RED BARON

DEVELOPER: Dynamix
PUBLISHER: Mad Otter Games
EXPECT TO PAY: $15 AUD
AVAILABLE VIA: STEAM, and GoG

A classic, World War I flight simulator, Red Baron threw you into the whirling frenzy of the dogfight. Along with the venerable Jet Fighter, this was one of the first flight simulators I played. Yes, its graphics were rudimentary at best, there was no air-ground combat and, by modern standards, the flight-models were ridiculously simplified (this is a DOS-era game we’re talking about, after all), but it got so many things right.

Firstly, the scope. The campaign mode let you choose which side, and when in the conflict you wanted to commence (later dates gave access to more advanced, less cumbersome planes). Missions ranged from escort duty and interceptions, to strafing enemy balloons and stopping Zepplin raids. Enemy aces could challenge you to one-on-one combat (and cheat, some will bring along buddies). It even had an autopilot and time-compression feature so you could skip all the boring flying there and back business and jump straight to the combat. You could end the war as an ace decorated with numerous shiny medals and receive multiple promotions, or end up languishing in a POW camp.

Secondly, even with simplistic flight-models, air combat was still exhilarating. Barrel-rolls, Immelmann turns and half-loops were the order of the day, as you desperately tried to line up a shot whilst keeping your enemy off your tail. Letting your guns overheat would result in them jamming. Put a Nieuport 17 into too fast a dive, and wings would snap off. Mishandle that Sopwith Camel and you could expect it to go into a lethal and nearly irrecoverable spin. Try to take on that Albatros D.III with an Airco DH4 and unless you’re really good, it’s game over.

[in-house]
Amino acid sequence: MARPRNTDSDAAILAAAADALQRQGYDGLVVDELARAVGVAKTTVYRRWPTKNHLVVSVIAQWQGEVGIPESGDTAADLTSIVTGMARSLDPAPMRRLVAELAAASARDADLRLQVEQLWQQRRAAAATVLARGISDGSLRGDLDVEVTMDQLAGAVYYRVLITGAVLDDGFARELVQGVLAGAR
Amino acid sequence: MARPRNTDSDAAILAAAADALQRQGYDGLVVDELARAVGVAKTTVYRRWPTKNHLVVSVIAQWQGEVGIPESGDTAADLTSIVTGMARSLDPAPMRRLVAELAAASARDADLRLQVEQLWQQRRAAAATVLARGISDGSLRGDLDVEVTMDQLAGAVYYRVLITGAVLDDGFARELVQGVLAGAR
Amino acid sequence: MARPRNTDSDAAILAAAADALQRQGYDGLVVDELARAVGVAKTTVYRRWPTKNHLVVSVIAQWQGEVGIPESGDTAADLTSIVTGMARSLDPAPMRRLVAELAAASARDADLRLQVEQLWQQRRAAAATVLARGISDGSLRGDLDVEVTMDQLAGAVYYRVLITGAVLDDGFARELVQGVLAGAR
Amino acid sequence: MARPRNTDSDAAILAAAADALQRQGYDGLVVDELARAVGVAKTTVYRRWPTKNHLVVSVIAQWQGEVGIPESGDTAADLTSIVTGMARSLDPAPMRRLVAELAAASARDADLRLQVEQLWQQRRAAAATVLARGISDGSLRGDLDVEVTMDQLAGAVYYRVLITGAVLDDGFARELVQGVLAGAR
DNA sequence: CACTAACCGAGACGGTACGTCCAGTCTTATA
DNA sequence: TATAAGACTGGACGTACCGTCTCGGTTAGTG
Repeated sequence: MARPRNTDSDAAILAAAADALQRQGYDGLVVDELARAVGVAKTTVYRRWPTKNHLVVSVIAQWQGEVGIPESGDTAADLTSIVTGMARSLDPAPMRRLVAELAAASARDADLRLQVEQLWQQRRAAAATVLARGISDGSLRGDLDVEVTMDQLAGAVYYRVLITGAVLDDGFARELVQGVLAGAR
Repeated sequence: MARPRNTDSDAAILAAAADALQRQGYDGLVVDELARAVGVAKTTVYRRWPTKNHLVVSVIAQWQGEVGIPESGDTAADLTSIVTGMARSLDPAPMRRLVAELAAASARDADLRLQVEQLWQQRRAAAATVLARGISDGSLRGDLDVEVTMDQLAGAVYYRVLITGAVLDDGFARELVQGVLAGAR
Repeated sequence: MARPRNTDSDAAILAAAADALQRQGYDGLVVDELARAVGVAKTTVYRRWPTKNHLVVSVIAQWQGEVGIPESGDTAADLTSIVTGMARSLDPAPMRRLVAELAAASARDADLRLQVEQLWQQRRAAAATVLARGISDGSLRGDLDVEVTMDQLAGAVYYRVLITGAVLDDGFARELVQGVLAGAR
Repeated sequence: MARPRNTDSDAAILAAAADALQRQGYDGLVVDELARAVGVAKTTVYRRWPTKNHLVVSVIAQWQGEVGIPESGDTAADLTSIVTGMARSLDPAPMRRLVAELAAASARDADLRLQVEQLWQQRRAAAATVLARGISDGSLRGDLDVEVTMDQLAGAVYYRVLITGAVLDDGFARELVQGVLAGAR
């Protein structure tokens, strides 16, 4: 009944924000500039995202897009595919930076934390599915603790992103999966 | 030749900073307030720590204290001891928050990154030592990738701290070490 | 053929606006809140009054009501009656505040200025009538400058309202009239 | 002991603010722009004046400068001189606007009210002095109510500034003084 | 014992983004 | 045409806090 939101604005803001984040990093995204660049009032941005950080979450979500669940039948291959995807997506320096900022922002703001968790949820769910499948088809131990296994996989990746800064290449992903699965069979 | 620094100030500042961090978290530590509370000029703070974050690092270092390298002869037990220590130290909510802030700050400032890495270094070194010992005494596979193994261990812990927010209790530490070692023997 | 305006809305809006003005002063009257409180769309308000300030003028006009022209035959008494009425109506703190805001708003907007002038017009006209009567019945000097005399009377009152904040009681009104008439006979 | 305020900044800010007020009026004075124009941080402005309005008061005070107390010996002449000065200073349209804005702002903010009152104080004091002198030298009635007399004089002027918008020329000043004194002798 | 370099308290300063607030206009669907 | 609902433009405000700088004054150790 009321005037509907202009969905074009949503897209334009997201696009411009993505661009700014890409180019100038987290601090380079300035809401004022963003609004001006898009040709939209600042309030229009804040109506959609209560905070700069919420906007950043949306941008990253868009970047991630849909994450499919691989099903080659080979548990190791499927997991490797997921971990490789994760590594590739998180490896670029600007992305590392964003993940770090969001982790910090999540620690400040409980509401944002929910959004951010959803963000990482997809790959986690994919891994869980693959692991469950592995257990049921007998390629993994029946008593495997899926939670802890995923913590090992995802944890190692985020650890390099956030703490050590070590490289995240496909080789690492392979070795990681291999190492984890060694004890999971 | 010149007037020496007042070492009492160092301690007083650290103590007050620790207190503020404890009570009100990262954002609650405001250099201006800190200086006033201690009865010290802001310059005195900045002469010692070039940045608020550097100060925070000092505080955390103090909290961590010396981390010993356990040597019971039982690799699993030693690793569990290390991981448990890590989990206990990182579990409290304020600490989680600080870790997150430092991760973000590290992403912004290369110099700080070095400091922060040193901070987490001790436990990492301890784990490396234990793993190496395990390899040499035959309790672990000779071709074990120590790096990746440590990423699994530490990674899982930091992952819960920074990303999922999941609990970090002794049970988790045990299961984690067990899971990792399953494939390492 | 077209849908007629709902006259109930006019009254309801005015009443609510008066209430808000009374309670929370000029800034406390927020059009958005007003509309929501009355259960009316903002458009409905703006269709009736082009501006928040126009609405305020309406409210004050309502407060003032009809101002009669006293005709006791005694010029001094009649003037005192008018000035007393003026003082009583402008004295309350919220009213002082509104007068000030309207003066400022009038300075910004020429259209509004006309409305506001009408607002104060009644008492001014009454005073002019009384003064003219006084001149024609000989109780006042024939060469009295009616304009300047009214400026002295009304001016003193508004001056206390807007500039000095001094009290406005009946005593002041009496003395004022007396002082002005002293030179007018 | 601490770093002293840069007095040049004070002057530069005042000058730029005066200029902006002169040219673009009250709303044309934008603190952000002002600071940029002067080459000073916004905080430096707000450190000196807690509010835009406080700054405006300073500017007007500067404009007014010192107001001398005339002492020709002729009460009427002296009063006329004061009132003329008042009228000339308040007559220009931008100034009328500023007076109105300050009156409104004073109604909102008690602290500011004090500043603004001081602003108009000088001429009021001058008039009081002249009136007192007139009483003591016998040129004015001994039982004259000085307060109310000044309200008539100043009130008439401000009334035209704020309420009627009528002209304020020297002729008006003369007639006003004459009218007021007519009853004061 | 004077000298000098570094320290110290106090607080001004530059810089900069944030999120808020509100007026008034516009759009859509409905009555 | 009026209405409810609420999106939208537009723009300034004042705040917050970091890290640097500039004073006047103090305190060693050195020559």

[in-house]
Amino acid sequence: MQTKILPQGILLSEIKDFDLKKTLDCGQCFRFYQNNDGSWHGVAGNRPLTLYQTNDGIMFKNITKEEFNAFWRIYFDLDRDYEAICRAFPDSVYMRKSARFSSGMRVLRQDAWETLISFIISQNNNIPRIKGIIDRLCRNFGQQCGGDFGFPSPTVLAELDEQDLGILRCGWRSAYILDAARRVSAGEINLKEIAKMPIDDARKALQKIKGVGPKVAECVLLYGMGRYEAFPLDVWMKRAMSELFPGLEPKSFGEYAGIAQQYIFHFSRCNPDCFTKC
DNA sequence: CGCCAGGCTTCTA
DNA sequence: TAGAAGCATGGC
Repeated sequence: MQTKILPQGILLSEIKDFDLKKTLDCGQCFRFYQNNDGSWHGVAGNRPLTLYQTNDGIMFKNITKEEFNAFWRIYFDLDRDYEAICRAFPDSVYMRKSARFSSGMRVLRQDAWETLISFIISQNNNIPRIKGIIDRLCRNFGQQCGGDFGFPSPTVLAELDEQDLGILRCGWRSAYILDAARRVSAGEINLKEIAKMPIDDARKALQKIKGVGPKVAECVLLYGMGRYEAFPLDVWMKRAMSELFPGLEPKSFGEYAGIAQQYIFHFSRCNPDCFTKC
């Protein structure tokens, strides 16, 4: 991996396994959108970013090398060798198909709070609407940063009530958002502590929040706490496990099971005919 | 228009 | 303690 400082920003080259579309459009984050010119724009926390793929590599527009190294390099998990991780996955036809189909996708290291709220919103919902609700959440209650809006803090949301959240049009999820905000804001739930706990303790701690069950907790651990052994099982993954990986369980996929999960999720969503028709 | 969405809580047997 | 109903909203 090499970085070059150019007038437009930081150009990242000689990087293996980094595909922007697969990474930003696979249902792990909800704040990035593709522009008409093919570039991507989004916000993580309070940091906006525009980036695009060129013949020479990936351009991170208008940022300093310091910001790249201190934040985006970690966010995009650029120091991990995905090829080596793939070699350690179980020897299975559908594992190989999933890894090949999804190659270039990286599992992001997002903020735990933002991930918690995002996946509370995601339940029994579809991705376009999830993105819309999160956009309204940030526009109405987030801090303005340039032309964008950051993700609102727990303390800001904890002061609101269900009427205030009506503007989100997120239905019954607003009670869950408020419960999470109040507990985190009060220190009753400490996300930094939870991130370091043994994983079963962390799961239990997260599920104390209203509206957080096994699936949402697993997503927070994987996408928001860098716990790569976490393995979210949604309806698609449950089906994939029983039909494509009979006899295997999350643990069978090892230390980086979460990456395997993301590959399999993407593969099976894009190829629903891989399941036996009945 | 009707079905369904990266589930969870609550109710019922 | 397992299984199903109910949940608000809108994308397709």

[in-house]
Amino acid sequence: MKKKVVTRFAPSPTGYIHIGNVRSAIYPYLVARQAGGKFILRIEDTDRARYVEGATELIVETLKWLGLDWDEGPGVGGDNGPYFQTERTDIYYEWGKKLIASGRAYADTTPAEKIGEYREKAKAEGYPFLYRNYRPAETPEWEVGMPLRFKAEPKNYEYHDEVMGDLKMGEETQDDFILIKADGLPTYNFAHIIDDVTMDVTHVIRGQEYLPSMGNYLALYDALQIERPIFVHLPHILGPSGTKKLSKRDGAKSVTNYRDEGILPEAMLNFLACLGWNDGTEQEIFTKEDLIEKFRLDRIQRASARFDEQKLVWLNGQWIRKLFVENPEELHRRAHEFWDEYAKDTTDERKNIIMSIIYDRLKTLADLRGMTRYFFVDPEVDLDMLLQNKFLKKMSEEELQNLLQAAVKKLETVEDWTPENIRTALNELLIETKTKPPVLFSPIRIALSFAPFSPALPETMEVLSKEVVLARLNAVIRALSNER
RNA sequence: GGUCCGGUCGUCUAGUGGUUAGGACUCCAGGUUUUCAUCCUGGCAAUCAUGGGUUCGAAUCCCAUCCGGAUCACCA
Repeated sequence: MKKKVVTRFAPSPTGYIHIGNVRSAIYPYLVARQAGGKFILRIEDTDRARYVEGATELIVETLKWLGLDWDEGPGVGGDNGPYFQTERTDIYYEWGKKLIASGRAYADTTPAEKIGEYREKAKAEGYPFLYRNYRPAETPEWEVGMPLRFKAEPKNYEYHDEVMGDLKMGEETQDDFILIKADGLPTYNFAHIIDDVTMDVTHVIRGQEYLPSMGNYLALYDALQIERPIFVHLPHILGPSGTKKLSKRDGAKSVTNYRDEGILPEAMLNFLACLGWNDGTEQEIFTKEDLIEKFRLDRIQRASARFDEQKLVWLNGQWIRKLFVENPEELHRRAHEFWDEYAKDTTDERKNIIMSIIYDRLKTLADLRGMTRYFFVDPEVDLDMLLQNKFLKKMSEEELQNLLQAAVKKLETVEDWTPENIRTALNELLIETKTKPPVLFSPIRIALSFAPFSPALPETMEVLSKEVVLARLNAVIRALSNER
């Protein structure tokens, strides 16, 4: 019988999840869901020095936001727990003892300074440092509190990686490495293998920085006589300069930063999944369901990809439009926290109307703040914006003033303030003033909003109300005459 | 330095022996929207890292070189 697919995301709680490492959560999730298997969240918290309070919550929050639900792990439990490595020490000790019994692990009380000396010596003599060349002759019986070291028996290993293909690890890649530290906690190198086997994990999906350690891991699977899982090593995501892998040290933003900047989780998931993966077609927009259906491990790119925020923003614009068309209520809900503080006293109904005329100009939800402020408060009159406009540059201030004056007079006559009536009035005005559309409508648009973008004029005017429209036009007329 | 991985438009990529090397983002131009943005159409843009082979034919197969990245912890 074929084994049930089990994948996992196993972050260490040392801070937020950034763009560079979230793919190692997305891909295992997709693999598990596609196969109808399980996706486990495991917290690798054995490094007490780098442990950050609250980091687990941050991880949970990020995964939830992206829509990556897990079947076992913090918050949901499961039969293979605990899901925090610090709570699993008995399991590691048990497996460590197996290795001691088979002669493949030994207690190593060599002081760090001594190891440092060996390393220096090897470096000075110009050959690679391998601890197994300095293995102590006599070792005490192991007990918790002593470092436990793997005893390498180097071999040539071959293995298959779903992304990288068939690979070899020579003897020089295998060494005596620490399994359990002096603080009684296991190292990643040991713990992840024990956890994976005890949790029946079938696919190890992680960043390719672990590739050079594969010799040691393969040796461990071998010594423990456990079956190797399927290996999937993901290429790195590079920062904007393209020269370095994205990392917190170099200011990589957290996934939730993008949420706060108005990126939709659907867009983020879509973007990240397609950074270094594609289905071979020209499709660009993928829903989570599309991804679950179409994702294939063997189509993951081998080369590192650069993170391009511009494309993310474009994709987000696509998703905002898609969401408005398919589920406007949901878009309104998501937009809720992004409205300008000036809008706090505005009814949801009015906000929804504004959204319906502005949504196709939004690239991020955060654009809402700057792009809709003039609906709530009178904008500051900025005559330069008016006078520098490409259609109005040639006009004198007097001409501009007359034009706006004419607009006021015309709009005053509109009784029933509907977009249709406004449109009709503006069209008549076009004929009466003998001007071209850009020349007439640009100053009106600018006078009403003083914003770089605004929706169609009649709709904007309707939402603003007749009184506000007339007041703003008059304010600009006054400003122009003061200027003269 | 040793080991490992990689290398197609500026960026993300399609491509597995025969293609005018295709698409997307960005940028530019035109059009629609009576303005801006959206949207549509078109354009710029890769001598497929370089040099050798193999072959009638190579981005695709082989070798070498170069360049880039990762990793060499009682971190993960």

Along with a custom mission builder which let you design your own scenarios, there were also historical re-enactments. These gave you information on the lead-up to particularly notable dogfights, and then challenged you to complete them. The most memorable recreated the defeat of Manfred von Richtofen, the Red Baron himself, and launched with his iconic red triplane popping up into your sights – miss this one easy shot, and you were then into a dogfight with the toughest AI opponent in one of the most maneuverable planes. You were unlikely to survive.

Red Baron II (renamed Red Baron 3D when a patched version was released) massively expanded the game, taking all the good features of the original and improving upon them. Far better graphics and better flight models were included, the ground could now be attacked (and attack you). If you became an ace, you could customise your plane’s paint-job. The campaign dynamically tracked not only your squadron, but all the squadrons being simulated.

One feature of both games which should not go unmentioned was the wealth of supplementary information bundled with both games. Along with historical maps and reference cards (giving you quick references to planes and their strengths and weaknesses) were the manuals. Each game’s manual ran for over 210 pages, with the vast bulk of that given over to the history of WWI air combat, dogfighting techniques (including Boelcke’s famous Dicta), biographies of aces and overview of the planes used. In short, for anyone with an interest in air combat (and if you’re not interested, why on earth are you playing this?), it’s an historical treasure trove – and a brilliant way to learn history (if you’re looking for an excuse).

Happily, Red Baron, and Red Baron 3D have been updated to work on Windows (XP through to 10, though there are some teething issues), and re-released as a bundle, both on GoG and Steam (the Steam version isn’t currently available in Australia as the publisher have yet to list an Australian price). Even better, all the original extras – manuals, maps, reference cards – have been digitised and included in the bundle. Even with super-realistic sims like out there Rise of Flight, this is something that should be in everyone’s library. ■

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